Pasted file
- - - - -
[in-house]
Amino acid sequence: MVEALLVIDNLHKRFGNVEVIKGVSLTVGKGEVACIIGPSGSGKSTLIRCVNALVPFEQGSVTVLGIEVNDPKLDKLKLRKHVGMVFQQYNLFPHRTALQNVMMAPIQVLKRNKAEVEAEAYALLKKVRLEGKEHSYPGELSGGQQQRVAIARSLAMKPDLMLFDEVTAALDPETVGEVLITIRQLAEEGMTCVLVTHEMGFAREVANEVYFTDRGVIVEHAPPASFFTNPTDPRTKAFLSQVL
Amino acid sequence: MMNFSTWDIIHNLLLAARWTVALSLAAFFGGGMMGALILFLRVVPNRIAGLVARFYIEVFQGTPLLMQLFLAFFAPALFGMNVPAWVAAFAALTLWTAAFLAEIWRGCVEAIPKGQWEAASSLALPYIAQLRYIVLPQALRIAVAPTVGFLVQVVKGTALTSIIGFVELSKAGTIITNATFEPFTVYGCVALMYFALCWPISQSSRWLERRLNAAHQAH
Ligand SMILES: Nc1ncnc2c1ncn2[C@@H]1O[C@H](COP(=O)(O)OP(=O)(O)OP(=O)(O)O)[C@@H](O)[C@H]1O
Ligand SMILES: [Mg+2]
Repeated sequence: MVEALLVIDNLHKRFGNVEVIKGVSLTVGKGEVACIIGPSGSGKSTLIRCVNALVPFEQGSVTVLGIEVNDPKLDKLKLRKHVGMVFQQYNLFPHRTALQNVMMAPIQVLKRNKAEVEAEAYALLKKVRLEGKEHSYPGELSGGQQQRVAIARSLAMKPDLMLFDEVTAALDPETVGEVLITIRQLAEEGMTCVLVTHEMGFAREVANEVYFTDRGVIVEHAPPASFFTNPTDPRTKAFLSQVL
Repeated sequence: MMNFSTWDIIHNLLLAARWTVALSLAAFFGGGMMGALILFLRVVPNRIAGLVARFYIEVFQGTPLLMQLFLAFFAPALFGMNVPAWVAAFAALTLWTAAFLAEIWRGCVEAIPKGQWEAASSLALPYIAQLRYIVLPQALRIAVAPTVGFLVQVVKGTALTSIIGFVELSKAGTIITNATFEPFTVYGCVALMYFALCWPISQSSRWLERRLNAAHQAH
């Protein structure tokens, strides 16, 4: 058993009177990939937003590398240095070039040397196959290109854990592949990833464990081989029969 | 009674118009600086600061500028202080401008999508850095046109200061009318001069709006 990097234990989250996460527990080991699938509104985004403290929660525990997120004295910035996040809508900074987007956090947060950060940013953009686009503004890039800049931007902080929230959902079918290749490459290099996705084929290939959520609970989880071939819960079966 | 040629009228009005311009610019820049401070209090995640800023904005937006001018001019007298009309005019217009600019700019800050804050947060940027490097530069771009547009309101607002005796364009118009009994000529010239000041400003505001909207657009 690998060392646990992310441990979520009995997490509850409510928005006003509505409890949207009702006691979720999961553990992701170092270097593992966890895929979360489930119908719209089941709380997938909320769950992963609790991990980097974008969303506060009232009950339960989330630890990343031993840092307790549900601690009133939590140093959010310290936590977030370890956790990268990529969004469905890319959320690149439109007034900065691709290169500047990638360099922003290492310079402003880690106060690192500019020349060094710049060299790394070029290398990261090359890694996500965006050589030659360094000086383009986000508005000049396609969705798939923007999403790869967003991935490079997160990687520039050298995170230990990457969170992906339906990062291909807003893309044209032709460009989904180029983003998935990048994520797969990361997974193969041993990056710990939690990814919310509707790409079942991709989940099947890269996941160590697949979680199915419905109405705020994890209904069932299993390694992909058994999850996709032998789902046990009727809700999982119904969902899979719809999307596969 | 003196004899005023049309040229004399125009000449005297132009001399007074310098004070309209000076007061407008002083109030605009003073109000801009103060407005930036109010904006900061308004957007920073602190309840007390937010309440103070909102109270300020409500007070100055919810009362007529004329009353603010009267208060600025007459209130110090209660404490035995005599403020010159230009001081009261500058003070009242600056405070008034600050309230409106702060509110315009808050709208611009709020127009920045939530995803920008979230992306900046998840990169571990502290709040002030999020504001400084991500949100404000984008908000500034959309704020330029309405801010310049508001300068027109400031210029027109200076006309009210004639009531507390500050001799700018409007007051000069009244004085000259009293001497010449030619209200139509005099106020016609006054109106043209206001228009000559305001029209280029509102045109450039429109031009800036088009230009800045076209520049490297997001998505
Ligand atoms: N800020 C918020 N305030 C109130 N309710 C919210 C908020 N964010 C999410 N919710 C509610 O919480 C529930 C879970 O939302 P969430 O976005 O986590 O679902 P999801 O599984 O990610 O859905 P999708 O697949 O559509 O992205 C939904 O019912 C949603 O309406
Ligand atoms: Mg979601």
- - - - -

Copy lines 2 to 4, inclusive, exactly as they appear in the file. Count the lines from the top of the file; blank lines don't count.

Amino acid sequence: MVEALLVIDNLHKRFGNVEVIKGVSLTVGKGEVACIIGPSGSGKSTLIRCVNALVPFEQGSVTVLGIEVNDPKLDKLKLRKHVGMVFQQYNLFPHRTALQNVMMAPIQVLKRNKAEVEAEAYALLKKVRLEGKEHSYPGELSGGQQQRVAIARSLAMKPDLMLFDEVTAALDPETVGEVLITIRQLAEEGMTCVLVTHEMGFAREVANEVYFTDRGVIVEHAPPASFFTNPTDPRTKAFLSQVL
Amino acid sequence: MMNFSTWDIIHNLLLAARWTVALSLAAFFGGGMMGALILFLRVVPNRIAGLVARFYIEVFQGTPLLMQLFLAFFAPALFGMNVPAWVAAFAALTLWTAAFLAEIWRGCVEAIPKGQWEAASSLALPYIAQLRYIVLPQALRIAVAPTVGFLVQVVKGTALTSIIGFVELSKAGTIITNATFEPFTVYGCVALMYFALCWPISQSSRWLERRLNAAHQAH
Ligand SMILES: Nc1ncnc2c1ncn2[C@@H]1O[C@H](COP(=O)(O)OP(=O)(O)OP(=O)(O)O)[C@@H](O)[C@H]1O